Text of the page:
I was reading TSN's preview on the Canadiens and they had an interesting note on Bob Gainey's track record at the draft table since taking over as GM in June of 2003:
"Depending on this year's performance and what the salary cap looks like next July, next year's team could look quite different with one or two key players out of the equation. But that doesn't mean Gainey isn't prepared. In five years as general manager, the former Habs great has done something that hasn't been seen in Montreal since the days of Sam Pollock and Frank Selke - assemble a legitimate Cup contender while developing a rich pool of young players waiting in the wings. Fourteen of the team's 23 projected regulars were drafted by the Canadiens, with ten of them selected since Gainey took over in 2003."
(Note: There are actually only seven of the projected 23 regulars who were drafted under Gainey's watch, eight if you count Kyle Chipchura, but that's still pretty impressive.)
While it's true that Gainey gets the final word on who the Canadiens draft in any given year, he is obviously not the one who digs these diamonds out of the rough. That responsibility falls on the shoulders of Trevor Timmins, who was hired as director of player personnel 11 months before Gainey, in July of 2002. There's a reason why Gainey has Timmins go to the podium every year to announce the Canadiens first round pick, because he is the one that deserves the lion's share of the credit if that player blossoms, and he's also the one that deserves much of the blame if he busts.
Over the course of Timmins' tenure, there's been a lot more blossoming than busting, and I thought it might be useful to go over his record after six years of leading Montreal's effort at the draft table.
The first pick Timmins ever made was Andrei Kostitsyn, selected 10th overall in the 2003 draft, and it was a tough one to make. Everyone agreed Kostitsyn had top-five talent, but his history with epilepsy scared off most teams. Canadiens team doctor David Mulder examined Kostitsyn and assured Timmins and Gainey - who had only been on the job a few weeks at that point - that medication would keep his condition under control.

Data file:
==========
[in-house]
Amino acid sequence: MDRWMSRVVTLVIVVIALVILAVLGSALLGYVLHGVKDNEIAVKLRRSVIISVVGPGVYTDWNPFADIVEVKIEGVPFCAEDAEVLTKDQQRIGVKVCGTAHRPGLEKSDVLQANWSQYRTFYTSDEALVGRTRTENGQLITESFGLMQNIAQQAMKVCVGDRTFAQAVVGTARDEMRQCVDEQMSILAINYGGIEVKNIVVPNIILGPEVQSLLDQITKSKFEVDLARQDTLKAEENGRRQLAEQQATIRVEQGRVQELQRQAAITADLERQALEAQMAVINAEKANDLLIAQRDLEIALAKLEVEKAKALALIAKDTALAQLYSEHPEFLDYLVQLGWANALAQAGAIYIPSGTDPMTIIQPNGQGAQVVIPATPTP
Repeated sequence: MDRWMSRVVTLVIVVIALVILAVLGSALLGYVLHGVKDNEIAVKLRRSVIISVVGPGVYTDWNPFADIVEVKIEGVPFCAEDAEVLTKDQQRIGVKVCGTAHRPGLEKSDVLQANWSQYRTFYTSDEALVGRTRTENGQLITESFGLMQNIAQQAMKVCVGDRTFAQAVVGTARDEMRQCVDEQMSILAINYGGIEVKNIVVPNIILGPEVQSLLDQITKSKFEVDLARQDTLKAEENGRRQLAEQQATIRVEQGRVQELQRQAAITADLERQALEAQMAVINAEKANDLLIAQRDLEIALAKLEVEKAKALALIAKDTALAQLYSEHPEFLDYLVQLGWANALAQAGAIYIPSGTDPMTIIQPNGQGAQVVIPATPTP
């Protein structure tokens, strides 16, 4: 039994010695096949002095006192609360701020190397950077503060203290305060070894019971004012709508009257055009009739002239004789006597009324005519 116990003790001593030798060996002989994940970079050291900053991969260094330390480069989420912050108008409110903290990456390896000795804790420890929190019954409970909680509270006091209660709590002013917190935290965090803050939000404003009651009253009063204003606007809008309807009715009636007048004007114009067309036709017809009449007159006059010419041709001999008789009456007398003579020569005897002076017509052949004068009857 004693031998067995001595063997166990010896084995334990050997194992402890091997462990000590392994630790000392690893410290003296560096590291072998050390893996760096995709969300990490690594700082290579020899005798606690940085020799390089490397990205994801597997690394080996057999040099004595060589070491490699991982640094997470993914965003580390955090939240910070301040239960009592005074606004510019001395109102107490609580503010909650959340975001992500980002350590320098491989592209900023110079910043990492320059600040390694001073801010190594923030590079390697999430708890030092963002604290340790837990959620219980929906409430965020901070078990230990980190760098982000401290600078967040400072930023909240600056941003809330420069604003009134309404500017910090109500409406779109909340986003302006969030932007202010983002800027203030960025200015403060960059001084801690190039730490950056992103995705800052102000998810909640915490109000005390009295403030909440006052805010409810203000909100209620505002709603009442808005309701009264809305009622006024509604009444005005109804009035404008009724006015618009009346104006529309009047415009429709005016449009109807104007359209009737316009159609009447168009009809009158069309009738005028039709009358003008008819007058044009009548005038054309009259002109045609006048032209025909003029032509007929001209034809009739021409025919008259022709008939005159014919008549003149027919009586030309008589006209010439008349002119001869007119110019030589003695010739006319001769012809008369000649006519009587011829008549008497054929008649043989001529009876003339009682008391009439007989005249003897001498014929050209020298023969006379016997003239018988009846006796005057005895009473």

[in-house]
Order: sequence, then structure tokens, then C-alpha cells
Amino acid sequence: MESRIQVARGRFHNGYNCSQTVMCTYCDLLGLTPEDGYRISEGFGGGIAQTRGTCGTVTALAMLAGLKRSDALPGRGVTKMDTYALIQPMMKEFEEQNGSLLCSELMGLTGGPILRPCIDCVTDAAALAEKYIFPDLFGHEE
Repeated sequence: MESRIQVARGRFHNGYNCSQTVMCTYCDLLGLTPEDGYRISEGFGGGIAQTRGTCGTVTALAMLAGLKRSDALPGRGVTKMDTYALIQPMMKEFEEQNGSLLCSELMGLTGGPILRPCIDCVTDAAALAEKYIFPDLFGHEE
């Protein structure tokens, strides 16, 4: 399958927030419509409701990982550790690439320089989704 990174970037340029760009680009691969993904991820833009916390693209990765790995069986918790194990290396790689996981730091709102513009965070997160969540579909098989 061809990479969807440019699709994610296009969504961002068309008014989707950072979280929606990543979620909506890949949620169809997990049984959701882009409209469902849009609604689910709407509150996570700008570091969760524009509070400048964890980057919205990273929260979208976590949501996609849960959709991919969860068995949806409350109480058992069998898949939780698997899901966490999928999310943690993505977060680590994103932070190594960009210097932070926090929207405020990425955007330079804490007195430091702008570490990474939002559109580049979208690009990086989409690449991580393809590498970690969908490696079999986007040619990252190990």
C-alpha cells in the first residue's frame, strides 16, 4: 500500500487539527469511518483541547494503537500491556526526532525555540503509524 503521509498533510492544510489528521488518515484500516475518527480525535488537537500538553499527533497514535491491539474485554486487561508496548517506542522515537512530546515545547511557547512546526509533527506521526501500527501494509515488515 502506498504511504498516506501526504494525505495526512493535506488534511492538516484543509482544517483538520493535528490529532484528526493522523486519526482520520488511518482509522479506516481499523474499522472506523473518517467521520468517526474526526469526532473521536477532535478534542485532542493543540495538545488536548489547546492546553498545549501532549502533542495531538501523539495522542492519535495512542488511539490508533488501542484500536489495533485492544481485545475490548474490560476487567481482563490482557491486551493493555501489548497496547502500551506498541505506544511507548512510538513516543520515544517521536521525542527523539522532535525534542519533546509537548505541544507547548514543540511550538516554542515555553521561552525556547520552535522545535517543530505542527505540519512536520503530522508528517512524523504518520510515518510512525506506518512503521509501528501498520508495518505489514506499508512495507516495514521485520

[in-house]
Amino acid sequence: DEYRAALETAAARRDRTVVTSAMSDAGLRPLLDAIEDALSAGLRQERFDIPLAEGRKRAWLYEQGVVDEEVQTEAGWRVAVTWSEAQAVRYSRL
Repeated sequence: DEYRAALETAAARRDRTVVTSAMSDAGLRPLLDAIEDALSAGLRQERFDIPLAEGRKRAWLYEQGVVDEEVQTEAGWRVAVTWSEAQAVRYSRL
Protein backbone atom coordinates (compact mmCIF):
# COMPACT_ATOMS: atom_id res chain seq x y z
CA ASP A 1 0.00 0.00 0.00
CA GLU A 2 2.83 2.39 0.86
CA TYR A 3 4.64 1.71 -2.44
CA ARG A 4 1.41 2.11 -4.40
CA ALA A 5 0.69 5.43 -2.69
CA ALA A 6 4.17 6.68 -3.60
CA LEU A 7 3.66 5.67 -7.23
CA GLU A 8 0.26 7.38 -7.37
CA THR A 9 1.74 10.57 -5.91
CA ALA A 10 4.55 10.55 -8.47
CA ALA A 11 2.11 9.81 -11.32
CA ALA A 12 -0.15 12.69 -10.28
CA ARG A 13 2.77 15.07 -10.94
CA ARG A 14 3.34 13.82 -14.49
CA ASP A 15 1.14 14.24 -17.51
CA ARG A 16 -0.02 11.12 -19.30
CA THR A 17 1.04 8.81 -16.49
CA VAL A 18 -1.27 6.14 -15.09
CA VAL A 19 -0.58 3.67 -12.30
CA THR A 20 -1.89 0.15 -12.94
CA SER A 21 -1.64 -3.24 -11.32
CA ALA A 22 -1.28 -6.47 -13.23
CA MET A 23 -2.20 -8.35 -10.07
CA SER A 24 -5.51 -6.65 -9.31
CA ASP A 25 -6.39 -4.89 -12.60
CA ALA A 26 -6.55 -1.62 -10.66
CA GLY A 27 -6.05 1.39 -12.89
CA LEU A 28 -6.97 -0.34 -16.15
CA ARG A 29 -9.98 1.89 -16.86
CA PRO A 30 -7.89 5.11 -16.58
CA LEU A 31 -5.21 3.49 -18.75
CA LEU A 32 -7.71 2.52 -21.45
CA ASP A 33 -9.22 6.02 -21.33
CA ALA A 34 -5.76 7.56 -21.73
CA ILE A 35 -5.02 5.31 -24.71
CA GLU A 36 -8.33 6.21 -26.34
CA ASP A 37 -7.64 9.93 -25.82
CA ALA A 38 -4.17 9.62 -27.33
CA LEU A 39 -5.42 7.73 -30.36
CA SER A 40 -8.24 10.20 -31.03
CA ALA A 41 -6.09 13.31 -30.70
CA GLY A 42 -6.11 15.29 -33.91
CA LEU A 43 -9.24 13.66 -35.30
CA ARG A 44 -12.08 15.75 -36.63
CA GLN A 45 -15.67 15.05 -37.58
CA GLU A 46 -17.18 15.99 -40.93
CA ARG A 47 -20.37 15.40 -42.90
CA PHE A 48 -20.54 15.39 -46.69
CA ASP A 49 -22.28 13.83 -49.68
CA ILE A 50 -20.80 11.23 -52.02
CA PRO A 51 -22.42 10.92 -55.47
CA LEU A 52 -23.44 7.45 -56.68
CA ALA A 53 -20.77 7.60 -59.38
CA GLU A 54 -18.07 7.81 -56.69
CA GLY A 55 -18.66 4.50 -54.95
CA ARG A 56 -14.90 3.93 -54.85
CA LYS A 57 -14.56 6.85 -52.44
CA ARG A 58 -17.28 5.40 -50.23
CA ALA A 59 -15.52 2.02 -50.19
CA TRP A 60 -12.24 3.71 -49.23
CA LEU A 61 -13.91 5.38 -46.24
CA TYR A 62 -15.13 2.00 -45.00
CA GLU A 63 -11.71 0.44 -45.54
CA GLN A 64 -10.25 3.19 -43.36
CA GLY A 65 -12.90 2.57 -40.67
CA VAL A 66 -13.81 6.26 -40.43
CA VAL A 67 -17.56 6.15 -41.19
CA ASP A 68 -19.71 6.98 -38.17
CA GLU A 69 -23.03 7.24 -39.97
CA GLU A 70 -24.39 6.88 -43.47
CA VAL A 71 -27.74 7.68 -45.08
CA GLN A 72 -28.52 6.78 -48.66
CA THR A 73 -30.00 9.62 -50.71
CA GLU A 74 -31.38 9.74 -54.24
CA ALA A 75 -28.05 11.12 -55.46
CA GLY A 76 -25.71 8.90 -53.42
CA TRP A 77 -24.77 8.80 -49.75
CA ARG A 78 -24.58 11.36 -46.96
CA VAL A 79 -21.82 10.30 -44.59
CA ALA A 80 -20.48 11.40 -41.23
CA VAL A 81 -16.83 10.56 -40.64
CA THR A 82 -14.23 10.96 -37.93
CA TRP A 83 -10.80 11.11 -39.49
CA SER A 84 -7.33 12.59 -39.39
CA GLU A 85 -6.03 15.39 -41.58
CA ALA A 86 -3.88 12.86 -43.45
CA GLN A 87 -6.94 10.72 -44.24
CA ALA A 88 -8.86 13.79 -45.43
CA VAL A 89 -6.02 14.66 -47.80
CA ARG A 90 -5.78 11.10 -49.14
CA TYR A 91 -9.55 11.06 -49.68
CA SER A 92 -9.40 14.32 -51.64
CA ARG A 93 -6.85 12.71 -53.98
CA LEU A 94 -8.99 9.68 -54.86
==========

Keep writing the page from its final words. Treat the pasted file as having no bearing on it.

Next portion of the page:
Nonetheless, it was a gutsy move considering who remained on the board at the time: Jeff Carter (11th overall), Dustin Brown (13th), Brent Seabrook (14th), Steve Bernier (16th), Zach Parise (17th), Ryan Getzlaf (19th), Brent Burns (20th), Mike Richards (24th) and Corey Perry (28th), just to name a few. It has to rank among the greatest draft classes ever, as only one player chosen in the first round hasn't played a single NHL game (Hugh Jessiman, New York Rangers, 12th overall), and 23 of the 30 first-rounders have already played at least 100. By comparison, the first round in 2002 had four players who still haven't played an NHL game, and only 20 have played in at least 100.
Though people could always argue that Ryan Getzlaf or Jeff Carter would be the big centre the Canadiens have always lacked, we have only seen a sliver of the talent Kostitsyn has, so that comparison should wait a couple more years. Personally, I wouldn't be surprised to see Kostitsyn out-score both of them this season.
In that same 2003 draft, Timmins managed to find three more players who will start this season in Montreal, Maxim Lapierre (61st overall), Ryan O'Byrne (79th), and Jaroslav Halak (271st).
As far as debut performances go, that one has to rank right up there.
Over the subsequent years, Timmins has managed to unearth some gems in the later rounds like Mark Streit (262nd overall, 2004), Alexei Yemelin (84th, 2004), Sergei Kostitsyn (200th, 2005), Matt D'Agostini (190th, 2005) and Pavel Valentenko (139th, 2006).
But what we've witnessed at this last training camp is the tremendous job Timmins and his staff did in 2007, and this is where Gainey comes in. By trading Craig Rivet for the Sharks first rounder and Josh Gorges, he gave Timmins a chance to go grab Max Pacioretty 22nd overall. We still haven't seen how 12th overall pick Ryan McDonagh will pan out, but he had a solid freshman year at Wisconsin last season and we should have a better idea of how he projects when he plays at this year's world junior championships in Ottawa.
It's entirely conceivable that the Canadiens' first five picks from 2007 - McDonagh, Pacioretty, P.K. Subban (43rd overall), Olivier Fortier (65th) and Yannick Weber (73rd) - will all be playing in Montreal within two or three years. That is an extremely rare batting average for a single draft year, if indeed it works out like that.
Of course, Timmins has had some less impressive selections - David Fischer at 20th overall in 2006 with Claude Giroux and Patrik Berglund still on the board has to top that list - but you could pick apart any team's draft history and find glaring oversights every year. What makes Timmins special is that he benefits from other teams' mistakes more often than committing one himself.
It is this stable of talent in the system that makes the Armageddon scenario for next season's "Free Agent Frenzy: Canadiens edition" a little less daunting for Habs management, and knowing all these kids are waiting for their shot should be great motivation for the impending free agents on this year's team to try and earn a contract for next season.